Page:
Four times, the authorities went after the famed Las Vegas sports gambler William T. Walters, and four times the man known as Billy emerged victorious.

But on Friday, Mr. Walters’s luck turned, as a federal jury in Manhattan convicted him on securities and wire fraud and conspiracy charges in one of the biggest insider trading trials in years.

The verdict came after jurors had deliberated for a little more than half a day.

“To say that I was surprised would be the understatement of my life,” Mr. Walters, 70, told reporters as he left the courtroom. “If I would have made a bet I would have lost. I just did lose the biggest bet of my life. Frankly I’m in total shock.”

His lawyer, Barry H. Berke, said he would appeal the verdict.

Mr. Walters was accused in the latest case of using nonpublic information from a board member of a Dallas-based dairy processing company, Dean Foods, to make more than $40 million from 2008 to 2014 by realizing profits and avoiding losses.

Prosecutors said that Mr. Walters had supplied the board member, Thomas C. Davis, with a prepaid cellphone called the Bat Phone to use when conveying secret information and to have sometimes spoken in code, referring to Dean Foods as “the Dallas Cowboys.”

“In engaging in his yearslong stock fraud scheme, Walters underestimated law enforcement’s resolve to pursue and catch those who cheat the market,” Joon H. Kim, the acting United States attorney in Manhattan, said in a statement.

The trial capped the most significant criminal insider trading case in Manhattan since one involving Rajat Gupta, a former McKinsey managing director and Goldman Sachs director who was convicted in 2012 of providing inside information to the billionaire hedge fund manager Raj Rajaratnam.

The investigation into Mr. Walters’s activities and his trial drew in prominent names from the worlds of finance and professional golf, shedding light on the way sports betting and Wall Street sometimes overlap.

Carl C. Icahn, the billionaire investor who is an unpaid adviser to President Trump, emerged in testimony and court filings as having had frequent discussions with Mr. Walters. A broker for Mr. Walters testified on cross-examination that some of Mr. Walter’s stock-trading ideas had come from Mr. Icahn, who was not charged with wrongdoing.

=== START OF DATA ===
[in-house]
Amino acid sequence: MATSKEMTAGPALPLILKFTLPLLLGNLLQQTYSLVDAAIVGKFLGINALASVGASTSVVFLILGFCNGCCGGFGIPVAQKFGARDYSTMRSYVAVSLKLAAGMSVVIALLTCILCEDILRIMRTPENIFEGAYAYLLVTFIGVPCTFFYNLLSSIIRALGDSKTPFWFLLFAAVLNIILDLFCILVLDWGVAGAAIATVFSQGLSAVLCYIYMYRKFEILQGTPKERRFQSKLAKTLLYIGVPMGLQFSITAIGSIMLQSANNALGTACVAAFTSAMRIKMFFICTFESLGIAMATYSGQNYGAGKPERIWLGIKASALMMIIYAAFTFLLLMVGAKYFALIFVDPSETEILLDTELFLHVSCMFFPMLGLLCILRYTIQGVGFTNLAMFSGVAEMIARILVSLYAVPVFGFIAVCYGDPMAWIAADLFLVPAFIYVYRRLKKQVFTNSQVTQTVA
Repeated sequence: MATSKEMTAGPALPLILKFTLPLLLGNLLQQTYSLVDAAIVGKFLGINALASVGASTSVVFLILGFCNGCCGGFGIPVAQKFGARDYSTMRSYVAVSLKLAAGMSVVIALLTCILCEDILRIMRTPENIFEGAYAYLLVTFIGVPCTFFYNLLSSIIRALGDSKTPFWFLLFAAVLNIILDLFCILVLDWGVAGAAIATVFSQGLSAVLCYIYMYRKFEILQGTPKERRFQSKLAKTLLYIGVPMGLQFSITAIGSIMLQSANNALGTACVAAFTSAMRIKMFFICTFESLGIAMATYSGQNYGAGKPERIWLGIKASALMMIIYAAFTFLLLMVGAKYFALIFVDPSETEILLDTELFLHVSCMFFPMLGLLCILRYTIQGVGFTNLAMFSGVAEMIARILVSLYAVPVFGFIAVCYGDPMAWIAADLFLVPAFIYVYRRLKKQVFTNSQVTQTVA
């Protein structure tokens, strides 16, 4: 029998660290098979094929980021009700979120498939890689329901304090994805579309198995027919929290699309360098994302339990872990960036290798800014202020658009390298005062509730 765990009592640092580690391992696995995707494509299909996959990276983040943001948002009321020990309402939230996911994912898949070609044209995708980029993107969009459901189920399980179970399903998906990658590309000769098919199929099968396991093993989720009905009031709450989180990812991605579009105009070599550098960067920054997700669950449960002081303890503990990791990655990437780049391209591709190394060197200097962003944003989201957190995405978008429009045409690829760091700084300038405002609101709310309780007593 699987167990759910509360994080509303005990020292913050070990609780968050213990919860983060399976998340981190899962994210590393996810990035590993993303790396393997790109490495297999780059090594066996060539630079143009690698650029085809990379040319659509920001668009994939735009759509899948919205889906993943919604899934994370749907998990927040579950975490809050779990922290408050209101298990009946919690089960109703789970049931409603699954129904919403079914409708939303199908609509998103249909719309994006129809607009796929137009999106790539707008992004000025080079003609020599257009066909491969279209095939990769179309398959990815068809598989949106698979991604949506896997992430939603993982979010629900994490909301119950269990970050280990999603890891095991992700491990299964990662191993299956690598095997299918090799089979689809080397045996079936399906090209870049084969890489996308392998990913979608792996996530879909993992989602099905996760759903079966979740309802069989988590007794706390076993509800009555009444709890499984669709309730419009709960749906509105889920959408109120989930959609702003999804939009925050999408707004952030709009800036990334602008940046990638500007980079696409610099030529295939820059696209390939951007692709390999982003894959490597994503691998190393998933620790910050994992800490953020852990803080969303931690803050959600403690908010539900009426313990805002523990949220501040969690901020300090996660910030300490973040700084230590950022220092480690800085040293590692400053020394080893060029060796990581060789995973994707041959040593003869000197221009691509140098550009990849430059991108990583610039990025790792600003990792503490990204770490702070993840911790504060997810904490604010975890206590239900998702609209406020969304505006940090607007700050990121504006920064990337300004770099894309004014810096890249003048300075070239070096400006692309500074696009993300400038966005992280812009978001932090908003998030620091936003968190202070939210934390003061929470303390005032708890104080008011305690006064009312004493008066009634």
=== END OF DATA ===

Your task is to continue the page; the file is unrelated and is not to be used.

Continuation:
During a hearing outside the presence of the jury, one of Mr. Walters’s lawyers told the judge that Mr. Walters and Mr. Icahn were friends.

The lawyer, Paul Schoeman, added: “Mr. Walters has a long history of investing in stocks that Mr. Icahn has publicly announced he’s interested in.”

Phil Mickelson, the champion professional golfer, was also mentioned during the trial as someone who had traded in Dean Foods shares and once owed nearly $2 million in gambling debts to Mr. Walters.

Mr. Mickelson made roughly $1 million trading Dean Foods shares; he agreed to forfeit those profits in a related civil case brought by the Securities and Exchange Commission.

Mr. Mickelson, known as Lefty because of his left-handed stroke, was not charged with criminal wrongdoing. Though he was once seen as a potential witness at Mr. Walters’s criminal trial, he was never called to testify.

After three weeks of testimony, the jury began deliberating Mr. Walters’s fate just before 4 p.m. on Thursday. It reached its verdict by 2 p.m. on Friday.

Mr. Walters stood to face the jurors as they filed into a hushed courtroom in Federal District Court in Manhattan. He shook his head slightly as the jury forewoman uttered the word “guilty” in response to questions about each of the 10 counts.

After the jury was dismissed, Mr. Walters hugged his wife and Mr. Berke.